Rags-to-riches Hennessey meets newlyweds Jessie and Eddie from his old neighborhood. Eddie plots to have Jessie divorce him, marry Hennessey, divorce Hennessey, then bring Hennessey's money... See full summary »
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Mary, a writer working on a novel about a love triangle, is attracted to her publisher. Her suitor Jimmy is determined to break them up; he introduces Mary to the publisher's wife without ... See full summary »
Rags-to-riches Hennessey meets newlyweds Jessie and Eddie from his old neighborhood. Eddie plots to have Jessie divorce him, marry Hennessey, divorce Hennessey, then bring Hennessey's money into remarriage with Eddie. His plan goes awry at several points. Written by
Ed Stephan <email@example.com>
There were scenes shot of Crawford and Tracy aboard ship, probably on their way to their European honeymoon, evidenced by stills of Crawford from this film standing at a ship's rail in an evening gown and jacket that appear nowhere else. These scenes apparently were later cut. See more »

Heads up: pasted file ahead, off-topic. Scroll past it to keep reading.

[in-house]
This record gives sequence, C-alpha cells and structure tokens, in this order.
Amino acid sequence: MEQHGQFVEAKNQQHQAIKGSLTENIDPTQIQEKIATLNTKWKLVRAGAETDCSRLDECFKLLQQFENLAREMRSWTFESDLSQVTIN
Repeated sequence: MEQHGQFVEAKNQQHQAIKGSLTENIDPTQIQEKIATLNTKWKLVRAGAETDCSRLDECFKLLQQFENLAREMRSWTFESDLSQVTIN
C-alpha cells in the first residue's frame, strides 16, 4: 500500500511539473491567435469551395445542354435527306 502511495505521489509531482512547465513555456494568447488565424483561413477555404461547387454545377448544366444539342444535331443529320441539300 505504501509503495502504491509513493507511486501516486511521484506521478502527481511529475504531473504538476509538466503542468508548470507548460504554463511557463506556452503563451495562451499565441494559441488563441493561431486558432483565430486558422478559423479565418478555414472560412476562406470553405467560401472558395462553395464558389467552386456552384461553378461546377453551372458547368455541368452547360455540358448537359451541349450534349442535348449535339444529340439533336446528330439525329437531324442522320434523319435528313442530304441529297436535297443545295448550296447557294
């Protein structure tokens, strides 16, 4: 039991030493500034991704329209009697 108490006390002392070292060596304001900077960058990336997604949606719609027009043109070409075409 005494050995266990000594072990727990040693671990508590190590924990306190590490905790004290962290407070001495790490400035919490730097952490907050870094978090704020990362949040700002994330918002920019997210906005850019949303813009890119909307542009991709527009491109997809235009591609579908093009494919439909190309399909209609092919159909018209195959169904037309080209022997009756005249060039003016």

We're not so old now. That is, not so very. Sometimes I feel kind of... old. It's because I feel sort of, well, responsible for everything, I guess: I dump myself on you just when you were starting to get ahead - it wasn't fair; it wasn't fair to you. But I hated Hester Street so - and I wanted you, and I couldn't wait any longer - I waited so long!
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When TCM ran this flick recently, the host observed that Crawford, while not exactly thrilled about sharing the spotlight with Tracy, did take care to scale her performance down so that her usual overplaying wouldn't look wildly out of place. She's still false -- all eyebrows and key lighting -- but she does have star quality, and she's playing a very appealing, practical rags-to-riches lady. Tracy brought his usual sincerity to another appealing role, and Borzage brought his characteristic lyricism -- the whole movie seems quiet and understated, not at all tainted by the typical MGM frou-frou. The dialogue has snap, the plot has pace, and there are unusual touches: Note the scene in the subway car, and how charmingly and inconclusively it ends. Maybe this was considered standard MGM claptrap in its day, but it holds up remarkably well and somehow feels modern. The issues haven't really dated. Maybe today's Joan Crawford, Julia Roberts, could do a remake?
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